Mase, Pieter van, harbour scene
11.000 €

An Italianate harbour scene with a statue representing the fight between Hercules and Antaeus in front of a town gate
Oil on canvas : 60,0 X 81,5 cm
Probably signed with a monogram bottom middle “P. ME”
Frame : 70,6 X 95,0 cm

 


About Pieter van Mase
 
Dutch painter 
Circa 1650 – 1703/1723
 
Active in Rotterdam during the second half of the 17th century. He was last mentioned in 1703 (valuing an estate in The Hague).
Dated works known between 1671 and 1703.
 
His last name is sometimes spelt van Maas, Maasis, Maes or Maesis.
 
Although working at a time were painting got more and more specialised, with painters active in just one or maybe two different domains, van Mase seems to have been marvellously old fashioned. He did not restrain himself to just painting the same subject(s) for the rest of his life. Van Mase painted a very diverse range of subjects at a very descent level of quality. 
In a market where names can be more important than the sheer quality of painting it is not surprising that his paintings over the past years turned out to have been attributed to several well and better known contemporary painters.
He painted :
 
- Italianate and Levantine harbour scenes, related to Johannes Lingelbach (1622 – 1674), to Thomas Wijck (1616/24 – 1677), to Jan Baptist Weenix (1621 – 1663) and to Hendrick van Minderhout (1632 – 1696).
- Rhine river views, related to Herman Saftleven II (1609 – 1685).
- Italianate market scenes, related to Hendrick Mommers (circa 1623 – 1693).
- Dutch summer village feasts and winter views with ice skaters, reminding of Claes Molenaer and of Thomas Heeremans (1641 – 1697).
- Dutch beach scenes, reminding of Jan van Goyen (1596 – 1656) and of Claes Molenaer (before 1630 – 1676).
- Fish still lifes, like Abraham van Beyeren (1620/21 – 1690) and Isaac van Duynen (1628 – 1679/81).
- Birds and chickens in park landscapes, typical of Melchior de Hondecoeter (1636 – 1695).
 
 
Pieter van Mase was also active as staffage painter, including figures in paintings from colleagues. We know for example of two paintings by Jan Sonjé holding numerous figures by van Mase : one is in Ouwater, in the old catholic rectory, the other one we sold in 2006 (the pool of Bethesda).
Jan Gabrielsz. Sonjé was a Dutch landscape painter (Delft circa 1625 – 1707 Rotterdam?), a pupil of Adam Pynacker. Sonjé left Delft in 1654, probably after the huge explosion of its powder-magazine, for Rotterdam.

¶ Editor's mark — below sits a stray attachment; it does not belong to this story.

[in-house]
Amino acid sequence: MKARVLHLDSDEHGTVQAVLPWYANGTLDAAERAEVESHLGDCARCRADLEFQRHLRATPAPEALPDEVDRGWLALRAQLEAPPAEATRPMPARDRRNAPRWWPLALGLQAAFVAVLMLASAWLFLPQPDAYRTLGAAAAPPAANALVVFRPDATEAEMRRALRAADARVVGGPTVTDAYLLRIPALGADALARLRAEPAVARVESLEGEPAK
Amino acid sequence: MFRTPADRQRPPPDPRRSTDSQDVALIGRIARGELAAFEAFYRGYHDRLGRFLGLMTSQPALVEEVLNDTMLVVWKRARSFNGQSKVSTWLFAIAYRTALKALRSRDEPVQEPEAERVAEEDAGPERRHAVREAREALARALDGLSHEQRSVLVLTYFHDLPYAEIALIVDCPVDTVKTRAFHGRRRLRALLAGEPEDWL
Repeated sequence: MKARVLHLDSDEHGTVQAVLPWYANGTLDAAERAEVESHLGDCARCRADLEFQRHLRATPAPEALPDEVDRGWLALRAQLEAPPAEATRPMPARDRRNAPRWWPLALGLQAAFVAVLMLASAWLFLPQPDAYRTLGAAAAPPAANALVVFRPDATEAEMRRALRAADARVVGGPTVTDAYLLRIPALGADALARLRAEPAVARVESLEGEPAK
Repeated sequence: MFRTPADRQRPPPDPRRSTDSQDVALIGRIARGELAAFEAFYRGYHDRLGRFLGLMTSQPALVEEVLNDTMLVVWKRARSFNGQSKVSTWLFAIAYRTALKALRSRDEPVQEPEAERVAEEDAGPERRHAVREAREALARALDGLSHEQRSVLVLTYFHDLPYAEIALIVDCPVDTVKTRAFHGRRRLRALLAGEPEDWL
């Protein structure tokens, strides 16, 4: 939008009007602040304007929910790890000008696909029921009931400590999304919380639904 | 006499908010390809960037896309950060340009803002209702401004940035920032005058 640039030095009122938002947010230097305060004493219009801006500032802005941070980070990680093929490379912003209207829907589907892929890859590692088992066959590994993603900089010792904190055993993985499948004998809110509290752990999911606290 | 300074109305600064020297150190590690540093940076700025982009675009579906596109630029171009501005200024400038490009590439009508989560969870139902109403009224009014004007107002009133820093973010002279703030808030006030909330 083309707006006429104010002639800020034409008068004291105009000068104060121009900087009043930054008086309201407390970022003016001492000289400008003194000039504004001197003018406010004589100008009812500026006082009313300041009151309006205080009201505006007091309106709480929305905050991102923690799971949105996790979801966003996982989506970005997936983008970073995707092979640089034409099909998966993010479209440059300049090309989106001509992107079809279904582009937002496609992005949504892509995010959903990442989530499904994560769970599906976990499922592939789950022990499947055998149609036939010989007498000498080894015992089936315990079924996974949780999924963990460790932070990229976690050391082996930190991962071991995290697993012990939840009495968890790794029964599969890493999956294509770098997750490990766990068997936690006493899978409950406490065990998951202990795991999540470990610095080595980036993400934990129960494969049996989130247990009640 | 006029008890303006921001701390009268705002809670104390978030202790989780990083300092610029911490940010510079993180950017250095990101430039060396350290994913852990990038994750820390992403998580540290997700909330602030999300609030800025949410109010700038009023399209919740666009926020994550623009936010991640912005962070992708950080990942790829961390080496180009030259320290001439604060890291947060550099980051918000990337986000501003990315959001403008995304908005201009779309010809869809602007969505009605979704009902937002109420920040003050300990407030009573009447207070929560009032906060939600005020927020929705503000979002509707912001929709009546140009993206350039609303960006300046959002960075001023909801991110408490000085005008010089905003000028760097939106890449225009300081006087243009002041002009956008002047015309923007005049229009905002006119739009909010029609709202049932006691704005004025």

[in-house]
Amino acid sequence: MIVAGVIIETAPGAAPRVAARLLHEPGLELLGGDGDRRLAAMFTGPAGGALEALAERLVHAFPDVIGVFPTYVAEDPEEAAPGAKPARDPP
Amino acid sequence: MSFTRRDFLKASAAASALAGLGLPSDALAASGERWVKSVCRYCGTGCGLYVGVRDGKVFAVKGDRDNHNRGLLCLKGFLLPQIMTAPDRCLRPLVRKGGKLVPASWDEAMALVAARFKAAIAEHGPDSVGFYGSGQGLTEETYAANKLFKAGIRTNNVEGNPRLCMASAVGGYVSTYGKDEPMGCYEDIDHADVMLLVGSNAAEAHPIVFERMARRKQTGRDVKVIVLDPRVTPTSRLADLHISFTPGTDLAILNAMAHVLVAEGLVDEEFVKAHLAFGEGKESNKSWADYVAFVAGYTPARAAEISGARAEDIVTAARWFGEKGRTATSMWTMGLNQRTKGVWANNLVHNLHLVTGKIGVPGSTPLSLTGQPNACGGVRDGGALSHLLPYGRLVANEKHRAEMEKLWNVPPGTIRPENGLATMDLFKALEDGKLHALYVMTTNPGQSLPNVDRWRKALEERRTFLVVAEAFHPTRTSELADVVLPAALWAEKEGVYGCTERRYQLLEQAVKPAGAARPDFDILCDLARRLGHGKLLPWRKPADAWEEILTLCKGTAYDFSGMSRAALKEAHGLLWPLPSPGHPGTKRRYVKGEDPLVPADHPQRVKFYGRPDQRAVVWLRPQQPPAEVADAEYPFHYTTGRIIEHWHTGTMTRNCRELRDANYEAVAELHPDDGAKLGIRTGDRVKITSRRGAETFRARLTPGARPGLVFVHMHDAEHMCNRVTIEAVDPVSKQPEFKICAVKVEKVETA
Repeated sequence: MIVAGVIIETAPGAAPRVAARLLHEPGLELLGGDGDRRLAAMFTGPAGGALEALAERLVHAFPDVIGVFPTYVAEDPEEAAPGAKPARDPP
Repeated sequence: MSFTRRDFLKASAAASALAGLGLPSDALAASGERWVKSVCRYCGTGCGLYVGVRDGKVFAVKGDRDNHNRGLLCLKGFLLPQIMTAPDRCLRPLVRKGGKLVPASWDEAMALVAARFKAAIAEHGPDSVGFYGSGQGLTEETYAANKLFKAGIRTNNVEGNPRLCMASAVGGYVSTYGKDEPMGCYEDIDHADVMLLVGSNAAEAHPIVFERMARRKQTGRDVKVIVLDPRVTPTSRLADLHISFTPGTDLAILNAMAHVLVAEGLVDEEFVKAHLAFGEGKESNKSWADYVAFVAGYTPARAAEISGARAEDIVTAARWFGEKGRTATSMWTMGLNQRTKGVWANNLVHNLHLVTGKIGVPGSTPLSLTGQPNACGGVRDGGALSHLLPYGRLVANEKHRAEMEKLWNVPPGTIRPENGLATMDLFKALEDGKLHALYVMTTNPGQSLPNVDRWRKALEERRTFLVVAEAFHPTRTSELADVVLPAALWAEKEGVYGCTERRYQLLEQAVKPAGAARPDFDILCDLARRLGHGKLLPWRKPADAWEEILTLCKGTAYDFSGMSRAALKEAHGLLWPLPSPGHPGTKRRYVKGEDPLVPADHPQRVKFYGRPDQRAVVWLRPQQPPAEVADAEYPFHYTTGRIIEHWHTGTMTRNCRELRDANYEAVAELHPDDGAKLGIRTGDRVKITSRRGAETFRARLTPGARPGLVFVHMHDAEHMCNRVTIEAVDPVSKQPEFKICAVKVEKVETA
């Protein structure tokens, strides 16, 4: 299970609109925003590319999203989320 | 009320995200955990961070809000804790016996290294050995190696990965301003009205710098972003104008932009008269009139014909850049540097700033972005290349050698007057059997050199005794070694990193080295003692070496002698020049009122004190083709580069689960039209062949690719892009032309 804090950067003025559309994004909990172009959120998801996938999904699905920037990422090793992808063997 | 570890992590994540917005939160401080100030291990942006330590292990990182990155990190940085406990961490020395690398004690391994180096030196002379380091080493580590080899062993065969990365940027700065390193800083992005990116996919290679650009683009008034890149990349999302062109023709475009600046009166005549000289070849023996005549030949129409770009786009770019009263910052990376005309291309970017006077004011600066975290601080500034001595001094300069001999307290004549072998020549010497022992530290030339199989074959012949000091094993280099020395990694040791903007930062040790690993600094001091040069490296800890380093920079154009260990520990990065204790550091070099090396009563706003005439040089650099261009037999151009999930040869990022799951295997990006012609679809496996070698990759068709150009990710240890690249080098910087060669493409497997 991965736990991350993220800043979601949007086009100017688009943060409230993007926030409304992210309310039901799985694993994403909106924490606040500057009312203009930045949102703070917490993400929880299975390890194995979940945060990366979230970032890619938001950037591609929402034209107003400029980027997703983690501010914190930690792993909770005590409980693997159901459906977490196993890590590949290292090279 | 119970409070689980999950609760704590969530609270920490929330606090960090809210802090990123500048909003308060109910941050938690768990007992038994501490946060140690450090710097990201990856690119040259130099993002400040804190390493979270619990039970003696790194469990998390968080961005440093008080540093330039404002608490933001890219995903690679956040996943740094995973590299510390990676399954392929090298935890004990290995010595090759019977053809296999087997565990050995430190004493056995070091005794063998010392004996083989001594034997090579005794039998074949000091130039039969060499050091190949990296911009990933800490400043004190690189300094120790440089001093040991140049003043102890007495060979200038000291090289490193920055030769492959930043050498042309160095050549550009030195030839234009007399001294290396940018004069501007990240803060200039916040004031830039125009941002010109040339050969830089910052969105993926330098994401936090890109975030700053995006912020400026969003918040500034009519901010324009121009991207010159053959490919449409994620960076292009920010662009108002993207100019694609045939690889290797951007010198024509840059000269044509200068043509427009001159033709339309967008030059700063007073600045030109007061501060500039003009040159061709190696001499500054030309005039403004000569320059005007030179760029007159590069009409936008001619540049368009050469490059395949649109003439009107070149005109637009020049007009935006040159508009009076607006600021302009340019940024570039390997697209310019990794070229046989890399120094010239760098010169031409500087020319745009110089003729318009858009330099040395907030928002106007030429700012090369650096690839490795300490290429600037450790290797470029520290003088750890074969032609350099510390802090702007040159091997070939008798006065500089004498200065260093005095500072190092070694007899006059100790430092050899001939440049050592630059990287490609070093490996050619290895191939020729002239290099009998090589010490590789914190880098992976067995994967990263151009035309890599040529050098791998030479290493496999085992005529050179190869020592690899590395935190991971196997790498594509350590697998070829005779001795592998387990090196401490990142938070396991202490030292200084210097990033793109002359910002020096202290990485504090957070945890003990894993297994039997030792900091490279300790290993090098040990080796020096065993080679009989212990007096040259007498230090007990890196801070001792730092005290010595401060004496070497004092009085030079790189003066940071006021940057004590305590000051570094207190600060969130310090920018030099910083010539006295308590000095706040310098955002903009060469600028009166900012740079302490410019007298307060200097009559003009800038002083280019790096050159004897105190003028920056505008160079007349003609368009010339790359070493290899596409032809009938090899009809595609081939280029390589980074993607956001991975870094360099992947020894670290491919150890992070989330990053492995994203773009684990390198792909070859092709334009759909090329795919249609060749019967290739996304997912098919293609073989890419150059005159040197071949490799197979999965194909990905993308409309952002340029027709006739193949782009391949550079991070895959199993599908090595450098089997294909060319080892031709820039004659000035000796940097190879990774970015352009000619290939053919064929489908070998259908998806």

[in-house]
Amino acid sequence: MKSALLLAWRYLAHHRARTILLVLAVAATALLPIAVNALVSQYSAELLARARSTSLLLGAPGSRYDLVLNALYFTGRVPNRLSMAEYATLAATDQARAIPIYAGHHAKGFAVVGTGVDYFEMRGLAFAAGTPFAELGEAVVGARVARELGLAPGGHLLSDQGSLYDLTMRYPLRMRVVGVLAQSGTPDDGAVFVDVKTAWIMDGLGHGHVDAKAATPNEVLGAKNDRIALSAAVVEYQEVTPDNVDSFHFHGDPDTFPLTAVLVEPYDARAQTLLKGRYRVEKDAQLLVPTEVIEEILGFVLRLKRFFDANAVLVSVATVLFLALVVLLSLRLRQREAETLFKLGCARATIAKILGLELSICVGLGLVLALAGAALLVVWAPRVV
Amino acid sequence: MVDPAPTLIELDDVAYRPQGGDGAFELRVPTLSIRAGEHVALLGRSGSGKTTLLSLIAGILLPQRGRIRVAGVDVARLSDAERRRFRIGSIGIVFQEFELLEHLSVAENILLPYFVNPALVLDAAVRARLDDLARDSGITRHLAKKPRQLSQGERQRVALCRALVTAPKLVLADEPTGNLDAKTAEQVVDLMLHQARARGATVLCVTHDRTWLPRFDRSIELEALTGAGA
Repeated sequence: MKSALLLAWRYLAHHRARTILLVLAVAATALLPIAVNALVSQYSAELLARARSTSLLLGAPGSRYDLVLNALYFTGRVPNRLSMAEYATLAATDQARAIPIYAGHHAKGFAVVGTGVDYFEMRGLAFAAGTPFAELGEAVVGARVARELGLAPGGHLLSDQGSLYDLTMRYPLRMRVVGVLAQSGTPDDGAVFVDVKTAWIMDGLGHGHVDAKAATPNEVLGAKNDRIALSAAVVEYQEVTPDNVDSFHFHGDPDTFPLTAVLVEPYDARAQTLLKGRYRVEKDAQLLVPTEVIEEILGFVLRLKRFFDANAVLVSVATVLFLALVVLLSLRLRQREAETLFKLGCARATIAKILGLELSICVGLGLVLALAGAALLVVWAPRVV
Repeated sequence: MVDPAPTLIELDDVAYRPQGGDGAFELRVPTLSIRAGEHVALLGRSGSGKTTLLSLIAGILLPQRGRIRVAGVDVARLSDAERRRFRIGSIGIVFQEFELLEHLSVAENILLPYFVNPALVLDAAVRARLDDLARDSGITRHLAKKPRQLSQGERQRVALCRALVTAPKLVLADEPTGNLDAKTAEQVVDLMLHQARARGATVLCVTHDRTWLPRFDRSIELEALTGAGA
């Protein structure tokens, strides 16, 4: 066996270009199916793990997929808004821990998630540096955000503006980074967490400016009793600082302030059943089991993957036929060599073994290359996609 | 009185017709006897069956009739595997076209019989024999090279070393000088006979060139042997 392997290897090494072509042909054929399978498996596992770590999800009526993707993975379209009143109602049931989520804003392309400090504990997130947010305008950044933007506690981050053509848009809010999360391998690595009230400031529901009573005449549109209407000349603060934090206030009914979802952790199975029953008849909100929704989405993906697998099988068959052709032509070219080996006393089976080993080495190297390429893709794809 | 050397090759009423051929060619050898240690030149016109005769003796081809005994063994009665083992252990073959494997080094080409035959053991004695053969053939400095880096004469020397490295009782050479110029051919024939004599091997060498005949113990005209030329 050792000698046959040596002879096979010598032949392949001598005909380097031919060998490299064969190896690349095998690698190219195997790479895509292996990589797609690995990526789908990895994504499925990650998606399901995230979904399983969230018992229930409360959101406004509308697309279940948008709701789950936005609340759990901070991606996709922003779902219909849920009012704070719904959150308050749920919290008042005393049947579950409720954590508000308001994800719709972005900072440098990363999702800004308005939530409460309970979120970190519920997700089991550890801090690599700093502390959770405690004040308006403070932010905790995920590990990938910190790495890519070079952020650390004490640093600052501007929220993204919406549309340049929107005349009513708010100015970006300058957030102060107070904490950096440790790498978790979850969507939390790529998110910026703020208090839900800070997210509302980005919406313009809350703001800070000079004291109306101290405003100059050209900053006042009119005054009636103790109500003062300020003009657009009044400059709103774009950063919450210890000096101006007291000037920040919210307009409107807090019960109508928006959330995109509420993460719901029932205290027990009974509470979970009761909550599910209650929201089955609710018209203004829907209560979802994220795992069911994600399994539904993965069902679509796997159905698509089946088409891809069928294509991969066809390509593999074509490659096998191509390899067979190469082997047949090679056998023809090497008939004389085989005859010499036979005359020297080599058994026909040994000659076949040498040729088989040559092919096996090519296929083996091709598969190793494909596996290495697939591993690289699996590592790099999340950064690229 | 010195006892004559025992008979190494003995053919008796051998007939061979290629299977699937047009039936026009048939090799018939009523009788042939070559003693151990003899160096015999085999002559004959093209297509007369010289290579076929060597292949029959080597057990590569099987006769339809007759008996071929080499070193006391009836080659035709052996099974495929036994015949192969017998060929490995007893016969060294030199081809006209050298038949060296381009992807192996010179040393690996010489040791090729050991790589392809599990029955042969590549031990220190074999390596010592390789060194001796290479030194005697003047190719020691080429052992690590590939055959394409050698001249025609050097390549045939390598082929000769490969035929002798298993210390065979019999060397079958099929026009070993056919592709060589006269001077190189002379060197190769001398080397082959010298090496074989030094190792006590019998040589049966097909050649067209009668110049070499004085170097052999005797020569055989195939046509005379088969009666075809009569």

In 1678, 1686 and 1692 he was Dean of the Guild of Saint Luke in Rotterdam. In 1668 he lived in Dordrecht.
 
Pieter’s brother, Gerrit, was also active as painter in Rotterdam.
 
About Hercules
 
The greatest Greek divine hero, Heracles, is best known under his Roman name, Hercules. He was the son of Zeus (Jupiter) and of a mortal woman, Alcmene. Zeus had been boasting that the next boy born in the house of Perseus was to become a powerful ruler (of Argos or Tiryns). Zeus’ wife, Hera, who was fed up with the infidelity of her husband, saw to it that Eurystheus was born prematurely and therefore became the next king.
 
Eurystheus imposed upon Hercules the famous Twelve Labours, tasks so difficult that no mortal could fulfil them. But Hercules did.
 
1. Slay the Nemean Lion.
2. Slay the nine-headed Lernaean Hydra.
3. Capture the Golden Hind of Artemis.
4. Capture the Erymanthian Boar.
5. Clean the Augean stables in a single day.
6. Slay the Stymphalian Birds.
7. Capture the Cretan Bull.
8. Steal the Mares of Diomedes.
9. Obtain the girdle of Hippolyta, Queen of the Amazons.
10. Obtain the cattle of the monster Geryon.
11. Steal the apples of the Hesperides 
12.    Capture and bring back Cerberus.
 
About our statue of Hercules and Antaeus
 
On his way to the Garden of the Hesperides (the eleventh labour) Hercules fought the half-giant Antaeus. He was the son of the sea-god Poseidon (Neptune) and the goddess of earth Gaia (Terra). Antaeus challenged passers-by to wrestle with him, but he was invincible: each time when he got tired he would throw himself onto the ground, coming into contact with his mother and getting fresh energy. This way Antaeus would always win and kill all his opponents.
While fighting him Hercules discovered Antaeus’ secret source of energy. He held him in the air and he was finally able to kill him.
 
This fight became a much loved subject in ancient Greco-Roman art, but also during the Renaissance and the Baroque.
 
About our painting
 
This painting is a typical composition by van Mase: Dutch ships in a fictitious Italianate harbour populated with a colourful population, including a few stevedores and Orientals.
 
Why should you buy this painting?
 
Because it is such a rich, decorative composition.
Comparative paintings
Click photos for more details